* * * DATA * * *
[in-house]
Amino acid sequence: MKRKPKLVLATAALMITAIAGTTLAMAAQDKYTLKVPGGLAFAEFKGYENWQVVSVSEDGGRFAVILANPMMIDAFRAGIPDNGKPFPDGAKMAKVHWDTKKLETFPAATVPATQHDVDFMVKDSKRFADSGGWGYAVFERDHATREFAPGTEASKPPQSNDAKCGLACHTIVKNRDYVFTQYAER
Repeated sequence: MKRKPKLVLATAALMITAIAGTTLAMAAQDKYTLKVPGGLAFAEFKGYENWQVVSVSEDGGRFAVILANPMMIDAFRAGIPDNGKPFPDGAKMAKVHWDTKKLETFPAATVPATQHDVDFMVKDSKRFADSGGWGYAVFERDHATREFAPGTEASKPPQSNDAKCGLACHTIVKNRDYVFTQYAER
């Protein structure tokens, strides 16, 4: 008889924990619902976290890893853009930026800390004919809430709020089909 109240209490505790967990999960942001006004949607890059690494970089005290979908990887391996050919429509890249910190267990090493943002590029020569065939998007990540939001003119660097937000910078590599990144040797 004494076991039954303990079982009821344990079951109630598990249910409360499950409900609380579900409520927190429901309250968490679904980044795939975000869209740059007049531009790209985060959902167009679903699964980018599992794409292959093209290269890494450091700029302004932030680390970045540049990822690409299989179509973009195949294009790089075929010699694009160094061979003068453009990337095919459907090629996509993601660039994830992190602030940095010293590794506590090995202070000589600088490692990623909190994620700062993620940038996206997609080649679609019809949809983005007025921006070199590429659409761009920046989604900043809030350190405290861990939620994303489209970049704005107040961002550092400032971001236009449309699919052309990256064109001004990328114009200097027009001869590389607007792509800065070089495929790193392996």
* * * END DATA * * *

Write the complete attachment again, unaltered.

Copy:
[in-house]
Amino acid sequence: MKRKPKLVLATAALMITAIAGTTLAMAAQDKYTLKVPGGLAFAEFKGYENWQVVSVSEDGGRFAVILANPMMIDAFRAGIPDNGKPFPDGAKMAKVHWDTKKLETFPAATVPATQHDVDFMVKDSKRFADSGGWGYAVFERDHATREFAPGTEASKPPQSNDAKCGLACHTIVKNRDYVFTQYAER
Repeated sequence: MKRKPKLVLATAALMITAIAGTTLAMAAQDKYTLKVPGGLAFAEFKGYENWQVVSVSEDGGRFAVILANPMMIDAFRAGIPDNGKPFPDGAKMAKVHWDTKKLETFPAATVPATQHDVDFMVKDSKRFADSGGWGYAVFERDHATREFAPGTEASKPPQSNDAKCGLACHTIVKNRDYVFTQYAER
């Protein structure tokens, strides 16, 4: 008889924990619902976290890893853009930026800390004919809430709020089909 109240209490505790967990999960942001006004949607890059690494970089005290979908990887391996050919429509890249910190267990090493943002590029020569065939998007990540939001003119660097937000910078590599990144040797 004494076991039954303990079982009821344990079951109630598990249910409360499950409900609380579900409520927190429901309250968490679904980044795939975000869209740059007049531009790209985060959902167009679903699964980018599992794409292959093209290269890494450091700029302004932030680390970045540049990822690409299989179509973009195949294009790089075929010699694009160094061979003068453009990337095919459907090629996509993601660039994830992190602030940095010293590794506590090995202070000589600088490692990623909190994620700062993620940038996206997609080649679609019809949809983005007025921006070199590429659409761009920046989604900043809030350190405290861990939620994303489209970049704005107040961002550092400032971001236009449309699919052309990256064109001004990328114009200097027009001869590389607007792509800065070089495929790193392996």